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Posts tagged ‘John Seely Brown’

7
Jul

John Seely Brown at PLP Live and #ECOO12

JSB by Joi Ito

I am one happy and excited guy!  I get to meet John Seely Brown (JSB) in person this fall – TWICE!

Now, don’t get me wrong. I’m not one to ask for autographs or drool at the feet of my heroes.

But, you see, JSB has been a key figure in my academic and educational life since the mid-eighties. He has gained a more popular presence in the last few years – particularly with his publication of the Power of Pull: How Small Moves, Smartly Made, Can Set Big things in Motion and more recently A New Culture of Learning: Cultivating the Imagination for a World of Constant Change.

In Situated Cognition and the Culture of Learning (1989), JSB (with Allan Collins & Paul Duguid) suggested that what students pick up “is a product of the ambient culture rather than of explicit teaching”. This paper caused me to think much more deeply about ‘instruction’ versus ‘construction’ – about setting the conditions for learning – about designing environments that were authentic, complex and rich rather than contrived, simplistic and reductionist.

It made me reflect deeply about kids before they get to school and how they manage to ‘steal that which they need to know’ from the larger gestalt of the complex worlds in which they lived. Later on, JSB & Paul Duguid wrote Stolen Knowledge (1996) which reinforced and supplemented my thinking about this. They started that paper with a quotation I particularly loved:

“A very great musician came and stayed in [our] house. He made one big mistake . . . [he] determined to teach me music, and consequently no learning took place. Nevertheless, I did casually pick up from him a certain amount of stolen knowledge. [Rabindrath Tagore quoted in Bandyopadhyay, 1989: 45]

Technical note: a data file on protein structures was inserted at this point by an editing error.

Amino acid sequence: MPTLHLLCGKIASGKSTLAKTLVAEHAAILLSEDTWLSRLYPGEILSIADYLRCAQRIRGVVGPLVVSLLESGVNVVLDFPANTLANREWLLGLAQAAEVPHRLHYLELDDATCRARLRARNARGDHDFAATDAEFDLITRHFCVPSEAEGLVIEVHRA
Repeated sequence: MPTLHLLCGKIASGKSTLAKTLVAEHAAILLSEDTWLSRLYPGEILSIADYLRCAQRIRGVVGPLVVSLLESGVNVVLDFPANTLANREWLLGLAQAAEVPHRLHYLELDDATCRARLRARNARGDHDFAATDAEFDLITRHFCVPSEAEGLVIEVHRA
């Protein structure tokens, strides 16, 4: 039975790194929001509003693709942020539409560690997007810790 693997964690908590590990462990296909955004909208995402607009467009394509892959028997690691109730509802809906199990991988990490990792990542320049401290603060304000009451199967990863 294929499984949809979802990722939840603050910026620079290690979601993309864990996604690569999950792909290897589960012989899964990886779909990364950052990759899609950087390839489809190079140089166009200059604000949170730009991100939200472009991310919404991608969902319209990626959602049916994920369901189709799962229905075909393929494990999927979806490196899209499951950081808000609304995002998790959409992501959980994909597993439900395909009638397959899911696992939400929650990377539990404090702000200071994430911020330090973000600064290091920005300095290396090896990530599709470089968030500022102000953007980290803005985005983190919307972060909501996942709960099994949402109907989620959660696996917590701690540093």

Tinkering as a Mode of Knowledge Production in a Digital Age also resonates with my socio-constructionist heart and beliefs. Many of you know I am a fan of Seymour Papert’s deep thinking about tinkering and ‘hard fun’ and his creation of Logo and Lego Logo robotics. I wonder have John Seely Brown and Seymour shared thoughts and conversations in the past. I will be able to have these, and other, conversations with him at either PLP Live 2012: Inspire. Collaborate. Shift. or ECOO12: Learning in the NOW Century!

THAT is why I am so excited.

Ok. He is also an avid motorcyclist and, judging from my occasional emails with him, a heck of a personable guy!

17
Jan

Intentional Serendipity – Unpacked!

PART 1 – Intentional serendipity ≠ engineered serendipity :-)

I am giggling at the interest in the term Intentional Serendipity. I even tried to get it included in my job title – Manager of Intentional Serendipity.  I have used it for several conferences as the tagline on my nametag! That sure started many a conversation.

However, as with any term tossed out there without due diligence of explanation and context as in a previous post, the meaning will be constructed by the perspectives of the reader! “The reader writes the story,” as they say.

Dean Shareski, in “Pursuing Intentional Serendipity,” gives some insightful examples that are relatively consistent with my perspectives on this seemingly conflicted construct. Alan Levine, in “There is No Such Thing As Serendipity,” takes a close look at ‘serendipity’ and provides some excellent thoughts and references about its nature.